Vladimir Guerrero hit .300 last year with 29 home runs and 115 RBI. He made the All-Star team, and for the first few months of the season, he looked like an MVP candidate. At 35 years old, coming off one of the worst seasons of his career and plagued by injuries, few could have predicted such a comeback season from Vlad.
Still, would should have more seriously considered the possibility of a great season. Good players are good for a reason. And while age may diminish a players ability to produce, the talent is still there.
We all know Joey Votto, Albert Pujols and Josh Hamilton will probably have pretty big seasons next year, and we can probably guess the same of Jon Lester, Josh Johnson and Tim Lincecum. But what about the leagues older stars? How will they handle their advanced age? Can they put up huge numbers in 2011?
This past year, Derek Lee followed up perhaps the second best season of his career with his worst season since a 1999 campaign with the Florida Marlins. Lee hit just .260 with an uncharacteristically low .347 OBP and just 19 home runs. So why should we expect a big season from Lee in 2011?
As with every player on this list, track-record has to mean something. Lee hit .306 with a .972 OPS, 35 homers, and 111 RBI just a year ago. Prior to 2010, he hadn't failed to reach the .280 batting average mark in over a decade, and had only once fell shy of a .350 OBP. Aside from missing half of the 2006 season, Lee hadn't failed to reach 20 homers in a given season since 1999.
While Lee struggled with the Cubs, he played very well after a mid-season trade to the Atlanta Braves. As a member of the Braves, Lee hit .287 with a .384 OBP. He only hit three home runs, but he also hit 14 doubles, giving him 17 extra base hits out 37 hits in total. His .465 SLG was just shy of his career average, and his 130 OPS+ was seven points above his career average.
Finally, Lee signed with the Baltimore Orioles this winter. While the Orioles have struggled over the past couple of years and play in a very tough division, they also play in a friendly hitters ballpark. Over the past few years, they've seen career years from guys like Aubrey Huff and Luke Scott. And the lineup they can put around Lee will be quite good. Brian Roberts, Nick Markakis, Luke Scott, Adam Jones, Matt Wieters and so on.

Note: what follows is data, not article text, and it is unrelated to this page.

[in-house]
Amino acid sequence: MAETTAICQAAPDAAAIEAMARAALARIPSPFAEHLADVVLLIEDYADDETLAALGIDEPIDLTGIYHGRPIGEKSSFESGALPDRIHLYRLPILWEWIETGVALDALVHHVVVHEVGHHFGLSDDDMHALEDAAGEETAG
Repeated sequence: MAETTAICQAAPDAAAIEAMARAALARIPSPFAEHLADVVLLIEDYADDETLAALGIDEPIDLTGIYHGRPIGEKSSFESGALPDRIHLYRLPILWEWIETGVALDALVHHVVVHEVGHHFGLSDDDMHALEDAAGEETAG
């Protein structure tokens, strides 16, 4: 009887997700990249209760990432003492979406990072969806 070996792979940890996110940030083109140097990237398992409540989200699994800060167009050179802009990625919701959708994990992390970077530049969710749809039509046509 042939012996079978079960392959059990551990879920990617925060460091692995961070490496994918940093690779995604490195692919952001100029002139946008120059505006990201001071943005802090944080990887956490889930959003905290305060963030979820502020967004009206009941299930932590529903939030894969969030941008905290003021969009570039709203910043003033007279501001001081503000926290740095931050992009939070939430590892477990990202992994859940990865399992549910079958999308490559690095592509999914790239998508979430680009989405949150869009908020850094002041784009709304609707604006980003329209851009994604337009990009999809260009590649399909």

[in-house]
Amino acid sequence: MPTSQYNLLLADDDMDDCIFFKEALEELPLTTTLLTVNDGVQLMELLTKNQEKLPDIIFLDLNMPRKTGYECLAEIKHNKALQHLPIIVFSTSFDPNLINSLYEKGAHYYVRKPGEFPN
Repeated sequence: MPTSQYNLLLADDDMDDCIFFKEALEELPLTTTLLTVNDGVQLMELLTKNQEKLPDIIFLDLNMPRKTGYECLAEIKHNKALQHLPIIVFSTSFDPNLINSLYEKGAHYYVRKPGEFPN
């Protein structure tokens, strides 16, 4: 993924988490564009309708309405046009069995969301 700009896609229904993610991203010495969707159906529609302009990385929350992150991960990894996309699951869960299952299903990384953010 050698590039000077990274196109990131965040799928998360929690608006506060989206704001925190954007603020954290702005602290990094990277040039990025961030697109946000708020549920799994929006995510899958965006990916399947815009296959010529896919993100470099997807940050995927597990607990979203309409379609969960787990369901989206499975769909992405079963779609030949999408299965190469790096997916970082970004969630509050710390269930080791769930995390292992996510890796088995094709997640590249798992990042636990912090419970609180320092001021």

Lee isn't going to win an MVP award, and he isn't going to play as well as he did in 2009, but he can still be an offensive force and he's in the right position to put up a big season in 2011.
The concern with Chipper Jones, as always, will be injuries as the 39-year-old third baseman begins his 18th season with the Braves in 2011. While one cannot write off these healthy problems that have so plagued Jones over the past decade, one must also recognize how good he still is when on the field and healthy.
Jones has hit .264 and .265 the past two seasons, respectable averages but not ideal for a player who won a batting title in 2008 hitting .364 and has a career batting average over .300. But despite struggling through injuries these past two seasons, and dealing with batting averages far bellow his career norms, Jones got on base 38.1 percent of the time in 2010, down just slightly from 38.8 percent of the time in 2009. He walked 61 times and struck out just 47 times last year.
Jones also still has moderate power. Given a full season of at bat, he can hit 20+ home runs and drive in 100+ RBI. He's also still an above average defensive third baseman, though not quite the fielder he was in his prime. Clearly, the talent is still there. Chipper just needs to stay healthy. The odds are stacked against him, but for a player of Chipper's talent, I wouldn't put it past him.
After nearly winning his second Cy Young award in 2009, Chris Carpenter actually had a quiet 2010 season despite leading the league in starts, and pitching quite well all season. The soon to be 36-year-old right-hander made 35 starts last season, pitching 235 innings with a 3.22 ERA, up nearly a full run from 2009 but a respectable ERA for any pitcher.
All things considered, Carpenter didn't pitch that much worse in 2010 than in 2009. He struck out more batters per nine innings—6.8 compared to 6.7—though he walked a few more as well. He continued to induce groundballs at a well above league average rate, but a correction of his HR/FB ratio led to a spike in home runs and a higher ERA and FIP.